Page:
By RACHEL COHEN
AP Sports Writer
INDIANAPOLIS -- Overhearing an announcement that the Atlanta Falcons had called tails and won a coin flip to secure the third pick in the NFL draft, Matt Ryan interjected, "Tails never fails."
Ryan had reason to care about how that coin landed. His future could be influenced by the outcome of the toss, which broke a tie among the Falcons, Oakland Raiders and Kansas City Chiefs.
The former Boston College star, widely considered the best quarterback and one of the top prospects in the draft, knows the Falcons may be looking for a QB. The player they thought would hold the position for years, Michael Vick, is serving a 23-month prison sentence after pleading guilty to federal charges in a dogfighting operation.
Ryan sounded as though he was lobbying to be picked by the Falcons on Friday at the NFL scouting combine.
"It's a great city," Ryan said. "(Owner) Arthur Blank has done a great job, I think, in Atlanta. He's made a strong commitment to the city with everything that's gone on in the past year and has done it with class. I've got a lot of respect for that organization."
As if joining any franchise as a highly drafted quarterback isn't hard enough, a spot with a club trying to rescue its image would carry a unique set of challenges.
"I certainly think that I could help," Ryan said. "Community is something that's been important to me. It was important to me while I was at Boston College. I think I'd be a good fit."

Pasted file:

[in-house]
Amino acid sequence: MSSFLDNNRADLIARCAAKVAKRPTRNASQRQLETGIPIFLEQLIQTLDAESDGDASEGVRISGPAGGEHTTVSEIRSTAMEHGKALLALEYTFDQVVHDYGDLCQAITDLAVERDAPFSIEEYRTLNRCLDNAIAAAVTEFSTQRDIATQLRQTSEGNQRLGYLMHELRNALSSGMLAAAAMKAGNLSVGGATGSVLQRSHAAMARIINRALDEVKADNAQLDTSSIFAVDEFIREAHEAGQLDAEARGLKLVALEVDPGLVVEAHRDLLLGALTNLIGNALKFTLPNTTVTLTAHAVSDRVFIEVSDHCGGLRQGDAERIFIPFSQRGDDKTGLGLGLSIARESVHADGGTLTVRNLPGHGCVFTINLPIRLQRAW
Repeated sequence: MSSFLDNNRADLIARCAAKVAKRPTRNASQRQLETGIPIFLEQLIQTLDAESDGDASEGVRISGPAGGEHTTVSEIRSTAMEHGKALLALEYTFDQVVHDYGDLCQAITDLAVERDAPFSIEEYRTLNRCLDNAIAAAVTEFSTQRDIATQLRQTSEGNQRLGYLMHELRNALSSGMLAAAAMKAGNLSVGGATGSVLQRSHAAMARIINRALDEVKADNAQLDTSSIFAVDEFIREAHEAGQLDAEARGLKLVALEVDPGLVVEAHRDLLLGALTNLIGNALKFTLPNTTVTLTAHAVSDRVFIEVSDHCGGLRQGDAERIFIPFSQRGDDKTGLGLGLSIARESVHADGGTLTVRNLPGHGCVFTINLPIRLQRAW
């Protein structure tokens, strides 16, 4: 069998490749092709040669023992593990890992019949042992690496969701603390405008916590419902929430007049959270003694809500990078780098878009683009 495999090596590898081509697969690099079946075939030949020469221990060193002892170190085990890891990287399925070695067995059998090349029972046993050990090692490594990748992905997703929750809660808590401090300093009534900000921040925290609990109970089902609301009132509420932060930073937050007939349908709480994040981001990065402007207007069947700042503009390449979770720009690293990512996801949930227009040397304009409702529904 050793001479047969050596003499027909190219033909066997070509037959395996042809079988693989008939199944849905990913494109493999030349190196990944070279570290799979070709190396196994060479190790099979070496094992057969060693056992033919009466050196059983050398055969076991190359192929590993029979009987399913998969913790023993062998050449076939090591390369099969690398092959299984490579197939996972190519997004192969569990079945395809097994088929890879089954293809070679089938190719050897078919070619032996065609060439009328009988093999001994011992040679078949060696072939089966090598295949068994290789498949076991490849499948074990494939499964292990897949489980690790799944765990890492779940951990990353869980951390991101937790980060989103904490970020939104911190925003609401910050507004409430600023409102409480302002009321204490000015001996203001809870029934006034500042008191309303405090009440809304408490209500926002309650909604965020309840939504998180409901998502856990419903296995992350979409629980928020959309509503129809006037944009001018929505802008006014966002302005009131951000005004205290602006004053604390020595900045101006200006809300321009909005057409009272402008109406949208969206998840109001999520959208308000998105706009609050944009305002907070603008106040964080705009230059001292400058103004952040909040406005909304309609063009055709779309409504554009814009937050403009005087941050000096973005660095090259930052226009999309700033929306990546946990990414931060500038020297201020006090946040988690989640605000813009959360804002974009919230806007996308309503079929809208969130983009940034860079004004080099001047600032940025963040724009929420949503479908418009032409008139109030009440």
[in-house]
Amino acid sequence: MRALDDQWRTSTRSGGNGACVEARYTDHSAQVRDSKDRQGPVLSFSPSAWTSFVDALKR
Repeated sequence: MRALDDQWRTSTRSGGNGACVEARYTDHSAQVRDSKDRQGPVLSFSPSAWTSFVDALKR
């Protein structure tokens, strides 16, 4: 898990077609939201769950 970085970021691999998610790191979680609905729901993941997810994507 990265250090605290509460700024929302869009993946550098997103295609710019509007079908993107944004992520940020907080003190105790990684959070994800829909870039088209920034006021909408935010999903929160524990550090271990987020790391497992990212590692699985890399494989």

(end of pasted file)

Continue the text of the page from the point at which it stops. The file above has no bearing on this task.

Billy Devaney, the St. Louis Rams' new executive vice president of player personnel, evaluated Ryan while scouting quarterbacks in his previous job as the Falcons' assistant general manager.
"I like everything about the guy," Devaney said. "The intangibles, everything it takes to play the position, off the field, the leadership, the intelligence, being a team guy -- he's got it."
The Miami Dolphins hold the first pick in the draft. Ryan said he has spoken briefly with general manager Jeff Ireland and coach Tony Sparano.
He had to concede that he wasn't always a fan of Miami's new executive vice president of football operations, Bill Parcells.
"He was with the Giants; I always grew up an Eagles fan," said Ryan, who hails from Exton, Pa. "He was with the Cowboys, as well. Those were kind of the two teams I didn't like growing up."
Ryan will run the 40-yard dash at the combine but will wait until Boston College's Pro Day on March 18 to throw for scouts. He believes passing to receivers he's familiar with will more accurately represent his skills.
As he readies for the transition to the pros, Ryan benefits from the guidance of his coach this past season, Jeff Jagodzinski, who was an NFL assistant before taking over at BC.
"Even more so than the X's and O's," Ryan said, "I think he gives you an idea of what to expect in terms of preparation, how to break down each day of the week in terms of what you should be looking at in terms of film study."